With an impending thunderstorm warning heading our way, occhung and I contemplated alternatives to our originally planned hangout session, ultimately reverting to a walk through Kensington Market, which would then be succeeded by uptown adventures.
Deduced from prior research, I arrived at the surmise that Kensington and Chinatown are the two leading districts in DineSafe offenses in the downtown core. (Church and Wellesley and several Garden District spots are next up on the list.) That being said, I was especially meticulous in choosing a dining location would provide not only gustatory enjoyment but thwart possible cases of food poisoning.
Millie's savoury crepes was the next closest option. However, it seemed that local renditions of the French dish were not on the menu today, as the lady informed us that their griddles had suffered an equipment breakdown.
Famished by this point, we turned the corner and settled for The Dirty Bird, a comfort food canteen that neither of us had previously visited. The stained monochromatic menu hung above the extremely minimal order-taking, order delivery, and cashier area.
Albeit delicious, most of the items sounded a tad excessive for a mid-day meal: "buttered maple waffle" Mmmmmm.
Our attention was instantly directed towards the Signatures selection, specifically The Dirty Bird'ger.
All seating takes the form of bar stools and tall tables, which enables one to clearly view the remnants abandoned by other patrons on the ground. No-name sauce bottles are sticky, as expected, and uncapped, left to dry out from air exposure. The only capped condiment was the Heinz ketchup, which was thankfully the least greasy of the trio. Napkins were situated at every corner for easy access, though this was far from being synonymous with a clean environment.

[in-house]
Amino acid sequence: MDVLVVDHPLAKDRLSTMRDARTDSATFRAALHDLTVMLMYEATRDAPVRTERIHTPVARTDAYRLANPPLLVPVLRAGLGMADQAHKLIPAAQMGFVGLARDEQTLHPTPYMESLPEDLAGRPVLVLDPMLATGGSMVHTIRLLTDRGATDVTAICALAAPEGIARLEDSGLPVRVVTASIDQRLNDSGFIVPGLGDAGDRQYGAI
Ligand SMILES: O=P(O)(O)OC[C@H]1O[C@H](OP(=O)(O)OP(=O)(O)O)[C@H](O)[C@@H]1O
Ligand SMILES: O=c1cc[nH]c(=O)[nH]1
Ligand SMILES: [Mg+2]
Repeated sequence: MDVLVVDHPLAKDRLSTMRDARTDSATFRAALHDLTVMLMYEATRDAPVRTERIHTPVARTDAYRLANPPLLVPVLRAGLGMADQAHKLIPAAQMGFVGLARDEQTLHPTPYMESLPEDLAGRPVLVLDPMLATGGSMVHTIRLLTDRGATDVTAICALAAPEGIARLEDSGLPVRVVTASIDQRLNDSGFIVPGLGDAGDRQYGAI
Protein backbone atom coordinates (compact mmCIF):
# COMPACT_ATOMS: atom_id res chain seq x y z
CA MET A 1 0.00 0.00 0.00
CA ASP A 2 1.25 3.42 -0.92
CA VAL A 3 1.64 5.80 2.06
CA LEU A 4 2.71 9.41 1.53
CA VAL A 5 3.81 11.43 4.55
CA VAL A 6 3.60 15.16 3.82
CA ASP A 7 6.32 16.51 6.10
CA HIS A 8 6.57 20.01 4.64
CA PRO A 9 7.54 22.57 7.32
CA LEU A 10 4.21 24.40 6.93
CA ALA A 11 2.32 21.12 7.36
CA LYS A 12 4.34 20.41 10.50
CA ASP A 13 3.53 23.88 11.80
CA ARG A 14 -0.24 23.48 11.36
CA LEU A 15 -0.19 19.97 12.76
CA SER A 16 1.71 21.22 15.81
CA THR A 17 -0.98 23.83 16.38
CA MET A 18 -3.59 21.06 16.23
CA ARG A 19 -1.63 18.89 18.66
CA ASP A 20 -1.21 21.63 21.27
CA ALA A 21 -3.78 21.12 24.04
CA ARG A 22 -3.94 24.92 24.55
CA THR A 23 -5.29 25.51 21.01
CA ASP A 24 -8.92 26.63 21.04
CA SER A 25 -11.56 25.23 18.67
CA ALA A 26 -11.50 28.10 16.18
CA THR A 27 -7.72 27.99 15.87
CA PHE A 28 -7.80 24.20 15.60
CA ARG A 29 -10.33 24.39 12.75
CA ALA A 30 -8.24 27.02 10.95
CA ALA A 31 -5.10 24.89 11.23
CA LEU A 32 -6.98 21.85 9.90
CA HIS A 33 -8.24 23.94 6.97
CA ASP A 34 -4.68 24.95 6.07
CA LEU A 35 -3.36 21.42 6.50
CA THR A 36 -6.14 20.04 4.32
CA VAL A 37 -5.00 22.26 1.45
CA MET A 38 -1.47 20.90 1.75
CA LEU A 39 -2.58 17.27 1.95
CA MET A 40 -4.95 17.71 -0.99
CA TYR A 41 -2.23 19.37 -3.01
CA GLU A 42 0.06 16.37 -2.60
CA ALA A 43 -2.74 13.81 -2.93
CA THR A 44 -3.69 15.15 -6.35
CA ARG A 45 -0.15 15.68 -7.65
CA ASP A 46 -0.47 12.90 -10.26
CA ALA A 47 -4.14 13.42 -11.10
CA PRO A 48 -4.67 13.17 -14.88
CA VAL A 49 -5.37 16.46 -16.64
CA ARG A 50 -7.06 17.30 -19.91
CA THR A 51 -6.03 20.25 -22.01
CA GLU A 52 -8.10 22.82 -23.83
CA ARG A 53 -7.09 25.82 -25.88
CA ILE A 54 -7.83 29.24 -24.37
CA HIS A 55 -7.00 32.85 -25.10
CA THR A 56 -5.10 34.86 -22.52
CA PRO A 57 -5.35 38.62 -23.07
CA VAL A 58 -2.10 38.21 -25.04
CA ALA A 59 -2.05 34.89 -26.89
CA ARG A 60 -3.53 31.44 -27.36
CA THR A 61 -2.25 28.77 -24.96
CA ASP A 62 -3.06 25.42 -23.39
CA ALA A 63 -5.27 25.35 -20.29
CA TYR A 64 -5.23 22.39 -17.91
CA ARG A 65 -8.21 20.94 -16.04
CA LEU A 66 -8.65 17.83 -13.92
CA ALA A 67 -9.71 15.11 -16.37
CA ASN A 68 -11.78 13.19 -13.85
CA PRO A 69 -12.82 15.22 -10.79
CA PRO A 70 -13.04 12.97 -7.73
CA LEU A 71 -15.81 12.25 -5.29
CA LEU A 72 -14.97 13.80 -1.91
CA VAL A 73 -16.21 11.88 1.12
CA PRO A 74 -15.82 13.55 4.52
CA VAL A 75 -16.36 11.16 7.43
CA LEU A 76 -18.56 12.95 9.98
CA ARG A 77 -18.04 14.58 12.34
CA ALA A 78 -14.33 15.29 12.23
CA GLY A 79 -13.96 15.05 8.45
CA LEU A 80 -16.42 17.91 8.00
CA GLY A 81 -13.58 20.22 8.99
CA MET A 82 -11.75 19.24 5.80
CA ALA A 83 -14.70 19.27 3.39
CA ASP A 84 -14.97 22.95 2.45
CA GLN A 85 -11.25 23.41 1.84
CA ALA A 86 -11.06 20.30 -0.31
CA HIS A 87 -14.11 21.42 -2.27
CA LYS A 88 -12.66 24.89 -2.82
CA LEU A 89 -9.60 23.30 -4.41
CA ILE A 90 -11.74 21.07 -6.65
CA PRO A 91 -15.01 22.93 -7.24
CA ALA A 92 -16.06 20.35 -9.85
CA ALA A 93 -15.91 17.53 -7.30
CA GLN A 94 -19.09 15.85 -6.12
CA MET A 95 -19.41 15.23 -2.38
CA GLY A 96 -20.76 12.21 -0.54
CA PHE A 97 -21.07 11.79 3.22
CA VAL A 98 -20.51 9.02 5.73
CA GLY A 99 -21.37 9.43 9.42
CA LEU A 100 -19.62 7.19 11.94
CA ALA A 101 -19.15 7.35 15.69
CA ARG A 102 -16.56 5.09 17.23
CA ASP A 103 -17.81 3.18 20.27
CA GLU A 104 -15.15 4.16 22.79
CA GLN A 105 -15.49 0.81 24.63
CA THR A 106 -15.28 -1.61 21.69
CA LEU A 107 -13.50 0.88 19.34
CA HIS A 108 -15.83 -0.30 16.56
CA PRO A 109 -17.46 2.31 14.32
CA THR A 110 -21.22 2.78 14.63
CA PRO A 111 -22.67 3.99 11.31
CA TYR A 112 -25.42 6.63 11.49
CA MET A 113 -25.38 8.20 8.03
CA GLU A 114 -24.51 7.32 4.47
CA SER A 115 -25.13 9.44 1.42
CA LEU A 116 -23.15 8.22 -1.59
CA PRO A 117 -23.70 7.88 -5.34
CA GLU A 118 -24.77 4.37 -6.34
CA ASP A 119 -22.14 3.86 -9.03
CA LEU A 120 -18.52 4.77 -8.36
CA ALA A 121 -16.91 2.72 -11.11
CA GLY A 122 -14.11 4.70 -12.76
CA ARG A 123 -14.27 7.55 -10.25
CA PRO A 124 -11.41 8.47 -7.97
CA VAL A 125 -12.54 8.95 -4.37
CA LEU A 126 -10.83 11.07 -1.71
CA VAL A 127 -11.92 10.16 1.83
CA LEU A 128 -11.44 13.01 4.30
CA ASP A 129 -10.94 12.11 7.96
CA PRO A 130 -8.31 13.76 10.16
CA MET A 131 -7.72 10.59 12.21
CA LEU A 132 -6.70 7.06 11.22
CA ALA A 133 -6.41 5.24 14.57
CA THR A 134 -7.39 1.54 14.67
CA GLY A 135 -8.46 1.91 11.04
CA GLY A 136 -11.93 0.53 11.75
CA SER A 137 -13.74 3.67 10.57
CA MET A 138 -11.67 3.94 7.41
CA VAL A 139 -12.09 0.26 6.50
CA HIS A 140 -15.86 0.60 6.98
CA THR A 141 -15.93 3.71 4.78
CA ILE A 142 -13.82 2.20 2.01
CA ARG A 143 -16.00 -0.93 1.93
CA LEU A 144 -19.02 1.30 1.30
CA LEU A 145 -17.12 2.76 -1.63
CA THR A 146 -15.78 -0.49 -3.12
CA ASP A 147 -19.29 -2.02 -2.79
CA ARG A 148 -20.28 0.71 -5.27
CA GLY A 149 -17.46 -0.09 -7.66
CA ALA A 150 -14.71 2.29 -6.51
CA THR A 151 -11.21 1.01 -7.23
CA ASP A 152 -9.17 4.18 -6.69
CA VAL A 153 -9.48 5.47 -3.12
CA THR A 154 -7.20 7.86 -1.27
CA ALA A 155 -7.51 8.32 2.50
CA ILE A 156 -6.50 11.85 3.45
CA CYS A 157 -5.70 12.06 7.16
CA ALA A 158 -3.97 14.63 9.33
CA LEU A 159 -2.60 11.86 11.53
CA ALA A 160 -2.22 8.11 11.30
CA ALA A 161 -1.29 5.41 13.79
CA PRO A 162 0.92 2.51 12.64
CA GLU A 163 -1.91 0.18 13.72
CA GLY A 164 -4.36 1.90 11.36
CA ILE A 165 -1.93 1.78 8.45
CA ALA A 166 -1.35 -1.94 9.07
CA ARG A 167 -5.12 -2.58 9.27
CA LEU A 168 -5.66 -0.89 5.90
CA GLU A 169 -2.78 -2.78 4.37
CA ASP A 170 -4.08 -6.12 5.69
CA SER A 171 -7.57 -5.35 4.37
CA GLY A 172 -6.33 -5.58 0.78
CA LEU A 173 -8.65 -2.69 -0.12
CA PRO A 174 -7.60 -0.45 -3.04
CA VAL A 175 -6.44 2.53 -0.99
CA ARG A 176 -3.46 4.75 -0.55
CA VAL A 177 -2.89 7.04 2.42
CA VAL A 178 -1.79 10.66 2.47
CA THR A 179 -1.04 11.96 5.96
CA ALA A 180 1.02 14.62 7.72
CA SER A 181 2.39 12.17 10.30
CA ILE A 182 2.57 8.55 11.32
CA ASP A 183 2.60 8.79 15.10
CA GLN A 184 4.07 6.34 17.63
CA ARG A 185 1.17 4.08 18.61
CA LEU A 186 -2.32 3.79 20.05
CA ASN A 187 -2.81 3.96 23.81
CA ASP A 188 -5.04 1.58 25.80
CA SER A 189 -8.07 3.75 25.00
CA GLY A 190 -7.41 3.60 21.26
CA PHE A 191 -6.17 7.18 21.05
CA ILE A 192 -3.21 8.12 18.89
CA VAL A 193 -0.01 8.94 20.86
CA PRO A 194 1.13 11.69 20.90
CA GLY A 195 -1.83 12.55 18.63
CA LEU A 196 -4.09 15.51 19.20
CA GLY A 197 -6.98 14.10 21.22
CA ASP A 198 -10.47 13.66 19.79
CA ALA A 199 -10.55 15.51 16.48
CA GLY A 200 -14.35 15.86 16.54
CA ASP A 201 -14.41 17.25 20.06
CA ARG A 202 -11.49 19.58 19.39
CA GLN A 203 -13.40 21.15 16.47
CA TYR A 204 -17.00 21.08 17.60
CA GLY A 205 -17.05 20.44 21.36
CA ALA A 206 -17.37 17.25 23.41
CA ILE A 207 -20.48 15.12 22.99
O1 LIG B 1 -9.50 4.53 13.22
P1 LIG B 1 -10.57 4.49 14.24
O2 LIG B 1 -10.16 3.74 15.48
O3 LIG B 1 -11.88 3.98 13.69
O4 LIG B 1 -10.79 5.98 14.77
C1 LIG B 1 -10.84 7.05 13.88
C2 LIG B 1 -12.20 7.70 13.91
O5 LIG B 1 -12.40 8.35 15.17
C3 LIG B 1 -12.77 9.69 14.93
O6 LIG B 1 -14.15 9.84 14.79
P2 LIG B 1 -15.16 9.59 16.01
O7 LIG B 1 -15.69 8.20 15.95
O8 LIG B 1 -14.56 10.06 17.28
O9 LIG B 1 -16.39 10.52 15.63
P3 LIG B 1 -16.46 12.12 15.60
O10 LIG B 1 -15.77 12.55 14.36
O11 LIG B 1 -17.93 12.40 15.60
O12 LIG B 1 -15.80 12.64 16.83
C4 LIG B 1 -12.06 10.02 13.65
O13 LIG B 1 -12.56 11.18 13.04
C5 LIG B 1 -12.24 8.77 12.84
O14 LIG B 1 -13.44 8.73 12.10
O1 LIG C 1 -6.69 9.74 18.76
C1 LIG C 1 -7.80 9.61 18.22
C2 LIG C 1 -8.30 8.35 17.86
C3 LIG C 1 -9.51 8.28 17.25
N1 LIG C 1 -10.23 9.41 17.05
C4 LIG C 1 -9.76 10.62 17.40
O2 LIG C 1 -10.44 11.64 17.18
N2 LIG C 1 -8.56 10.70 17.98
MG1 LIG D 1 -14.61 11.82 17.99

While double-ended hooks were available for hanging light outerwear and small bags underneath the seats, I erred on the side of caution and avoided the apparatus altogether, my mind desperately trying to reject contemplating the various potential underlying substances. (Gum is one thing, but dried sauce mixed with breading-filled slobber is another.)
Besides these hooks, there was little space for placing personal belongings.
The chicken was well-seasoned and very crispy. Approximately 80% of the piece was solid flesh and flavour, while the remainder comprised of tendons, fat, and odd bits that hadn't been removed during the dividing process.
Fried chicken and waffles is a classic combination, but the "burger" stack that I sank my teeth into was merely average. Freshness had been severely compromised: the single piece of romaine lettuce was depressing and wilted, tomato slices were thin and sickly-looking, pickles were sliced too long and slightly dehydrated, etc.
On behalf of the two of us, I voluntarily took to ensuring that proper disposal practices were followed. However, the smear of sauce that brushed the back of my hand as I retreated from the garbage bin was far from the ideal reward.
I step into the women's bathroom and fumble around in the dark before concluding the unthinkable absence of a light switch.
"No matter." I thought, "I'll simply wash my hands first then continue searching."
Propping up the door with one foot, light from the hallway was allowed to penetrate and illuminate a small section of the bathroom. As I pulled away to grab a paper towel though, it was discovered that the tin was completely empty.
Whipping around, I contemplated entering another hallway before the quietness of it all had me dashing back upstairs with wet hands. Real-life Danganronpa is not for me.
(Side: Cocktail ice sphere makers?! I'm sold.)
Peanut Butter Jelly Time was amazing in every way. Delectable housemade peanut butter drizzle, refreshing raspberry jam, and crunchy toasted granola swirled the tongue with each scoop. Plain Greek yogurt wasn't plain at all - it was heavenly. I had anticipated a signficiant amount of satiation from the peanut butter and sugar overload from the jam, but was overjoyed that both components yielded a light yet flavourful harmony. Indeed, ochungg had picked well.
Continue reading Part 2 HERE !